A Look at Reed’s New Sustainability Team

   Rachel Willis, Reed’s first Sustainability Coordinator, is swinging into her first fall semester on campus with a diverse team of student sustainability interns working on a variety of projects under the sustainability umbrella. A few of these projects are expanded from previous clubs and student volunteer positions, such as the recycling center, community garden and orchard. Other projects have been born from collaborative efforts between Willis, her interns, and other campus parties interested in advancing sustainable campus culture and management. 

    One of the longest-running sustainability projects at Reed arguably began before the college was founded, when all the land was utilized agriculturally. Various community gardens have waxed and waned on campus over the years, with the land allocated to each project slowly dwindling in size and management; they ultimately fall into the hands of a few dedicated Gardening Club members. With a renewed interest in sustainable land management, sustainability interns Mud Bentley (Junior, ES-Econ) and Lily Simon (Junior, ES-Bio) made great strides in keeping up the vegetable garden and the centennial orchard this Summer, and will continue their work through the Fall and Spring. They hope to provide support for any students who want to get intimate with the dirt on campus, and they hope to rely upon volunteers to expand and sustain the legacy of agriculture at Reed.

    The Recycling Center is another long-running project that began through Greenboard, Reed’s sustainability club. Now, Tess Rutstein (Senior, ES-Bio) and Anna Clauer (Sophomore, ES-Chem) are leading the effort to reduce Reed’s impact on landfills. Located in the basement of the GCC next to the pool hall and mail room, the Recycling Center has the capacity and breadth to sort almost anything one would be able to carry down the hallway. Materials sorted through the Center are sure to be recycled through various partnerships that Rutstein and Greenboard have cultivated over the years – something that cannot be said for general Portland recycling. The Recycling Center extends a warm invitation to the Quest readers to join them for an open waste audit on October 10th on the lawn.

    Other waste streams on campus are being diverted internally; this semester, the campus celebrated the grand opening of the Swap Shop, located under the GCC at the very end of the hallway(past the Reed Community Pantry near the graffiti hall). Swap shop is built with the clothing and other random, perfectly usable items, such as mirrors, fridges, etc., that are left in the dorms after people leave. In fact, so much is left behind that it fills up an entire unused campus building(and got the sustainability team a fire code violation). However, Vic Dudek-Tipton (Junior, ES-Poli Sci) and Ishi Shah (Sophomore, Physics), have tirelessly worked to clean, sort, and curate a centralized space for students to peruse and take any items they desire from a pile that would otherwise go straight to the landfill. They hope to rely on volunteers to run the Swap Shop, and are looking for more people to get involved in order to expand their hours of operation.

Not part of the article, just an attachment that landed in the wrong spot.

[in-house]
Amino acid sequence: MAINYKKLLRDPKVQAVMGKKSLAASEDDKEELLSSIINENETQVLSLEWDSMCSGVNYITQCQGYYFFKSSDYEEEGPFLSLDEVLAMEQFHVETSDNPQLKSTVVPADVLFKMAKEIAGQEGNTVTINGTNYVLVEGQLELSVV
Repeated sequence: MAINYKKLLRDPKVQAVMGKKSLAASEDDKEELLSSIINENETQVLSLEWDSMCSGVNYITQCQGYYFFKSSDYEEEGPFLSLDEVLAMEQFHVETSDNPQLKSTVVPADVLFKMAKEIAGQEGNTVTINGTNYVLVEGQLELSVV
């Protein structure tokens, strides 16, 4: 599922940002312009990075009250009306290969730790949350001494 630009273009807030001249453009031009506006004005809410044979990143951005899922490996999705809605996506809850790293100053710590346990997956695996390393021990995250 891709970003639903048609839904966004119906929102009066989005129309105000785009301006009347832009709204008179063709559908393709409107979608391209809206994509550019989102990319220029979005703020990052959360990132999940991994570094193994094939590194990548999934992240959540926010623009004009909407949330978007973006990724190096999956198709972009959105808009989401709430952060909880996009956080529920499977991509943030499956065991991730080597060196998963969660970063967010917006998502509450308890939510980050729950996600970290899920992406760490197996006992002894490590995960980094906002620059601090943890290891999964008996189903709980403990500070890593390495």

Percy Peterson, a senior sociology student, has been working over the summer and this semester to centralize Reed’s Greenhouse Gas data into a single document. The inventory includes all electricity and natural gas used on campus, as well as the carbon emissions tied to air travel and the food we eat on campus, among other things. The creation of a Greenhouse Gas Inventory is an essential first step to realizing many of the goals of the sustainability office, and is a complicated process of teasing out data from a wide range of sources.

    Creating the Greenhouse Gas Inventory is a key credit for another large project at Reed: the Sustainability Tracking, Assessment, and Rating System (STARS). STARS provides a “transparent, self-reporting framework for colleges and universities to measure their sustainability performance,” according to their website. Ena Hashimoto (Senior, ES-Bio) and Ava Willis (Junior, ES-History) have taken on the task of connecting Reed to the larger sustainability sphere through this system. STARS allows institutions to collaborate and track each other’s projects and ideas.

    Alister Orozco, a sophomore biochemistry and molecular biology major, has been working to promote public transport and bike commuting to and from campus, hoping to lay the foundation for future campus transportation infrastructure. They will be leading a student bike ride on October 8th to Sellwood Waterfront Park and will be partnering with the Bike Co-op. 

    Kokoro Holcomb, a sophomore ES-Bio major, has begun working on expanding the energy management programs on campus. Holcomb hopes to apply sustainability practices directly to energy use on campus.

    The sustainability team does not work alone; each project relies upon a vast web of broader connections, and they are always looking to make new allies with people within the Reed community and beyond. The team asks readers of the Quest to consider their own climate action. What is your skill set? What needs doing? What brings you joy? The team asks that anyone who would like to get involved with any of these projects, please reach out to either Rachel Willis or any of the sustainability interns, either via email or by stopping and chatting if you see them around campus.

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